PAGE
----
Retains heat very well. It looks good and fits easily on most hands. My two remarks are that it is not currently available in a size less than 16 ounces, which is strange, as its cousin Hydro Flask comes in this nice size of 12 ounces. It also feels like Oxo is still inventing colors. The color indicator on the web page is almost baby blue, while the glass in the photo is quite deep blue, but the one I received for testing is a darker, more muted shade of the latter. “Bright Red” is an almost happy shade of orange in the photo, but it looks more like “Campbell’s Tomato” in real life.
I also conducted a temperature test in my kitchen at 70 degrees Fahrenheit, filling each glass with water just after boiling and closing their lids, and then returned four hours later to measure their temperature. I have to keep in mind that the dishes were different sizes, as more water would stay warmer longer, but there were a few surprises. The 14-year-old Yeti, with its wide mouth and thin lid, was alone at the bottom at 125 degrees; warm but no longer hot. A large medium-sized piece was occupied by 16-ounce Contigo, unimpressive in size at 140 degrees; Hydro Flask at 144 (not bad for a 12 ounce glass); and then three in the sweetest place, Takeya of 17 ounces and Oxos of 16 and 20 ounces, at 153, 154 and 157 degrees, respectively. Zojirushi easily took the highest awards for heat retention, with 173 degrees for the little boy and 180 for the big man.
Strangely, this is where it gets a little thorny. Do you want something so hot? My mouth didn’t like to drink 180-degree hot water at all. Almost everyone will have to open a container of liquid at this temperature and let it cool for a while before drinking. In addition, anything below 140 degrees is in the danger zone, where bacteria can thrive.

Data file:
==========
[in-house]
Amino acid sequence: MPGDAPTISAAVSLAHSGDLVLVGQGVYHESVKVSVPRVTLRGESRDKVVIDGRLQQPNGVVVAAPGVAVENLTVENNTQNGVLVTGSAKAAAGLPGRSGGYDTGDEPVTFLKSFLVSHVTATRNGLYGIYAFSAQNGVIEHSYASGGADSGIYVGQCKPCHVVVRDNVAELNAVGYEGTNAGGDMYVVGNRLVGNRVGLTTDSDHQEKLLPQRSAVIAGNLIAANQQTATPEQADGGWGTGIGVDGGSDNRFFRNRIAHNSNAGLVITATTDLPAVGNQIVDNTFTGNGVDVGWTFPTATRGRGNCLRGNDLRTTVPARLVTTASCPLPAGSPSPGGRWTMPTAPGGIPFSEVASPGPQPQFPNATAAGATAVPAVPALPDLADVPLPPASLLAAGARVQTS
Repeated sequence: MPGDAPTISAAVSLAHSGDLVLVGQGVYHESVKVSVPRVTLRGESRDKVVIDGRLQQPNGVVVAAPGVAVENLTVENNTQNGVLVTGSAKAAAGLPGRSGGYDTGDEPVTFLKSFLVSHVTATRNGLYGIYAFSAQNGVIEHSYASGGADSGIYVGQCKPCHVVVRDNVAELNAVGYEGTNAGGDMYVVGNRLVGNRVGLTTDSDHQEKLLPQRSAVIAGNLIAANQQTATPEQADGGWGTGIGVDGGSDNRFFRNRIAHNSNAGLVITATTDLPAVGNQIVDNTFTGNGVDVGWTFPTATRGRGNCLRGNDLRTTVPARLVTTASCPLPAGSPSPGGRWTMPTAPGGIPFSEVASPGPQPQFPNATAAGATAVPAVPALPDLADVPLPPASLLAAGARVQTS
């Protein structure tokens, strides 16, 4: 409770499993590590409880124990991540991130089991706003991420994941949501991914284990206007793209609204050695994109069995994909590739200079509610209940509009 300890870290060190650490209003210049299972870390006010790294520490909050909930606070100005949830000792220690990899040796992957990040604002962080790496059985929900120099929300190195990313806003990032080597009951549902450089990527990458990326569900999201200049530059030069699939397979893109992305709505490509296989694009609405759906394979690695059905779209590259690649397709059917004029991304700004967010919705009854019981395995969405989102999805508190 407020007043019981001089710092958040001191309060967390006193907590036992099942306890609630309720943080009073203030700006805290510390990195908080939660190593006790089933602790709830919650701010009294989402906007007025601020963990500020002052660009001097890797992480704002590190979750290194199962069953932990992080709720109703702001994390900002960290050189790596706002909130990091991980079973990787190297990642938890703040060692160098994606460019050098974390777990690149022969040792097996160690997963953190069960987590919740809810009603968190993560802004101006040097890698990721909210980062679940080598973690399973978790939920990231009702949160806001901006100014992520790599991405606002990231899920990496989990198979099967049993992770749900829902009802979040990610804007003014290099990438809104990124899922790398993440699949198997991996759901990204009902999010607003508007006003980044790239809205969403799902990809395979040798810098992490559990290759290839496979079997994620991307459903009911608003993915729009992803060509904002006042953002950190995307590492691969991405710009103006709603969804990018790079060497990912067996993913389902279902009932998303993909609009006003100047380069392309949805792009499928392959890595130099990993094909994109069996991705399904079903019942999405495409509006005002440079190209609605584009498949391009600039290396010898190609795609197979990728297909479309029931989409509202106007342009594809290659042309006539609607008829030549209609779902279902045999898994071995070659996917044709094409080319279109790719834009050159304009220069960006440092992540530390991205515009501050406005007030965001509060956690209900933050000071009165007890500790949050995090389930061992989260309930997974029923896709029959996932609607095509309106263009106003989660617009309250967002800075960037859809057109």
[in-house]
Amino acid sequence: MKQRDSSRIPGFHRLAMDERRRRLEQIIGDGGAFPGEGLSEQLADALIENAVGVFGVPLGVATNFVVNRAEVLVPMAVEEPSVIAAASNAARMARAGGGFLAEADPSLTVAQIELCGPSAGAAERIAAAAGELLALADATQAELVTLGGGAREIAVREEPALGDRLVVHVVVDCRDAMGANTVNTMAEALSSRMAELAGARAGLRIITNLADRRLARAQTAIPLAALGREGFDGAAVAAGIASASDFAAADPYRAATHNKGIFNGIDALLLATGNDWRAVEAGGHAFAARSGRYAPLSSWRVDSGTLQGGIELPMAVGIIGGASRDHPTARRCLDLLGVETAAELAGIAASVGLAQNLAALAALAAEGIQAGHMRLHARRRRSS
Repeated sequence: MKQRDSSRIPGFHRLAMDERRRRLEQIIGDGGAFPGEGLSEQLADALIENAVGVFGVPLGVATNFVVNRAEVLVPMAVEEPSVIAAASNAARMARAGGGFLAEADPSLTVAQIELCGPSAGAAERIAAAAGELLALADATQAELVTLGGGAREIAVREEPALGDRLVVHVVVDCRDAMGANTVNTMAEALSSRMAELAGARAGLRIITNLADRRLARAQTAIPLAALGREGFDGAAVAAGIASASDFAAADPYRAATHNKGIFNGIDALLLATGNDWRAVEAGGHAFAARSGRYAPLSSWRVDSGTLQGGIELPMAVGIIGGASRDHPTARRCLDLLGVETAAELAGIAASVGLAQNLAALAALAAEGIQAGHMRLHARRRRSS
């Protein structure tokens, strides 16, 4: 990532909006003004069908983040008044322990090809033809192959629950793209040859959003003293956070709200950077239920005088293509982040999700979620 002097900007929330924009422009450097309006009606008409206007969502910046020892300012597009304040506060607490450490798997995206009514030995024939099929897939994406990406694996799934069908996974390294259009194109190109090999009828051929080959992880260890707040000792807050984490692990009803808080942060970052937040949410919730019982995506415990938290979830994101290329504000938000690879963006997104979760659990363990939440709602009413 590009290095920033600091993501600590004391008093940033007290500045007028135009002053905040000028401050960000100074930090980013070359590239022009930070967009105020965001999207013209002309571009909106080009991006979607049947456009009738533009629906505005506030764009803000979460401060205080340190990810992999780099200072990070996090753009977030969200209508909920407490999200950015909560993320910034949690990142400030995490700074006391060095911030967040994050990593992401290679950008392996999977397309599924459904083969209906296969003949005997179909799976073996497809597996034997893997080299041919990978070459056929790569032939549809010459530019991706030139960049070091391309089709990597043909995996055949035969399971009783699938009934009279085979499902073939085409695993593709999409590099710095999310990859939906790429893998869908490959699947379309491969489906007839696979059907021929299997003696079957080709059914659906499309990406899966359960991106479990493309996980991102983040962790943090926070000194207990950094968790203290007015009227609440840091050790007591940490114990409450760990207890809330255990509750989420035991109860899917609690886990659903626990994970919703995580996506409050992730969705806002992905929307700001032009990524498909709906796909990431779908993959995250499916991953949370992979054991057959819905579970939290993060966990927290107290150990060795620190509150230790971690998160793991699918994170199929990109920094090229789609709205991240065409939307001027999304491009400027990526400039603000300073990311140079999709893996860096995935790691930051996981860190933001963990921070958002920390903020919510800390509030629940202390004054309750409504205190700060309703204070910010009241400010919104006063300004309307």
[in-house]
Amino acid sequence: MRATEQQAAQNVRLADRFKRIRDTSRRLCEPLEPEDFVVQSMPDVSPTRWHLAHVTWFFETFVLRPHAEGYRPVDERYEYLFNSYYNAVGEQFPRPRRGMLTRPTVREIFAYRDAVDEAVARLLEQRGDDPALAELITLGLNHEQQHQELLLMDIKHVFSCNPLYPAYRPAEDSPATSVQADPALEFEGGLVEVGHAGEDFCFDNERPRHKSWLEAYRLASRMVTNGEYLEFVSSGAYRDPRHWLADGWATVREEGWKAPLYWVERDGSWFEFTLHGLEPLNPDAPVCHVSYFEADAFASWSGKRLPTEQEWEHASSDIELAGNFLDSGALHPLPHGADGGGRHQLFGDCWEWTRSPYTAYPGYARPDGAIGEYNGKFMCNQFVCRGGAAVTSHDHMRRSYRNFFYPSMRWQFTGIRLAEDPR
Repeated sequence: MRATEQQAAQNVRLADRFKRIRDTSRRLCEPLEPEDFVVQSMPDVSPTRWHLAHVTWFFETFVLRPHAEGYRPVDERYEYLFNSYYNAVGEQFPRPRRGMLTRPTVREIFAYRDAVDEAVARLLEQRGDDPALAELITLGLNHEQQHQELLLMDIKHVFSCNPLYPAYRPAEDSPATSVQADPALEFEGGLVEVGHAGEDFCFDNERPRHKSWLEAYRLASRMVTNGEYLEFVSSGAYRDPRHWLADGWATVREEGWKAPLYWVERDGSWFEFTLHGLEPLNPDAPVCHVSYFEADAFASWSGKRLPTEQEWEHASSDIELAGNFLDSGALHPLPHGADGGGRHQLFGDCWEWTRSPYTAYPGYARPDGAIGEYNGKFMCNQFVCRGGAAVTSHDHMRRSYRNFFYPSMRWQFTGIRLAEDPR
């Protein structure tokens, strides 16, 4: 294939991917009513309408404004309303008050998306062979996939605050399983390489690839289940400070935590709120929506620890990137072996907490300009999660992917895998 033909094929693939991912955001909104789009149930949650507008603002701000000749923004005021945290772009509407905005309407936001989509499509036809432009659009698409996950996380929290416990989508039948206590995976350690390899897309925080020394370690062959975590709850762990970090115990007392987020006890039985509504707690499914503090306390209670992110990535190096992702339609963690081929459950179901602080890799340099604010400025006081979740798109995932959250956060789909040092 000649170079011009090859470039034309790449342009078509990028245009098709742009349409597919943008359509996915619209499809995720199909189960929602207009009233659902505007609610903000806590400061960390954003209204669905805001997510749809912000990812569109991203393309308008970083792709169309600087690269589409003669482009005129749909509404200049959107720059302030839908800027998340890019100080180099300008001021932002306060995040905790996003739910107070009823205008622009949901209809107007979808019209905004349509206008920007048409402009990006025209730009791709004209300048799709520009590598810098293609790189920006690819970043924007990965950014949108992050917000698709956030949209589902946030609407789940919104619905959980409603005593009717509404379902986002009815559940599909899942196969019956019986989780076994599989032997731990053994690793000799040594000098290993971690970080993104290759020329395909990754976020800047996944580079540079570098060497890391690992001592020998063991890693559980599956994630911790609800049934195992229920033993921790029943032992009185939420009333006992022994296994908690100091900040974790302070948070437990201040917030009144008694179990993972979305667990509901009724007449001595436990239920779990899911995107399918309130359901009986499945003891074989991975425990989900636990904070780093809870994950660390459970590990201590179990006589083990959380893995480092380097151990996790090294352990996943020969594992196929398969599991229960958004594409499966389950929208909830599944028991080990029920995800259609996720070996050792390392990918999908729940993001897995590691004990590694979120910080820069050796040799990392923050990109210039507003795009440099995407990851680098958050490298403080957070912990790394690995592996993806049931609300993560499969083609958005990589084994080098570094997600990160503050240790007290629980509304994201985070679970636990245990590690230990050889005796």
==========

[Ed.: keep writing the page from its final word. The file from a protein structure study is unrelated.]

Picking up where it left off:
With that in mind, after 6.5 hours I checked again and concluded that only Zojirushi were (well) above 140 at 156 and 165 degrees, although the 20-ounce Oxo was not much below the mark at 137. If you need your drink To stay hot in a glass for a very long time, Zojirushis are your safest bet.
A happy surprise that shook things up came at the end of testing, when I half-filled the big Oxo with water, turned it upside down and put it in a plastic tub. I totally expected to see the bottom of the tub slowly fill with water, but no! I surrounded it with Contigo, Hydro Flask, both Zojirushi and Takeya, all full of water, turned over and tucked away in their own bathtubs for the night. Elizabeth found my Tupperware party on the counter in the morning. She was intrigued to learn more about what I had started after going to bed, and I was excited to announce that not a single drop had leaked between the six of them overnight.
“Impressive,” she said. “Engineers applying to the pressing problems of the world!”
Later I brought Oxo and Hydro Flask, both three-quarters full of water, to my small rooftop patio, and with one in each hand I danced a wild dance while my hands ached, trying to make them leak with the lids on. closed position. It is impressive that they did not.
Although “not leaking” was not a particularly surprising result for Zojirushi and Takeya, the surprising stability of “less secure” competition certainly bites their market. In fact, it almost overturned my adventure and travel classification system.
The new Oxo may not be the best glass for absolutely everyone, but it does so many things so well – especially the way it stands in the dishwasher – that it’s generally obviously the best glass to travel there.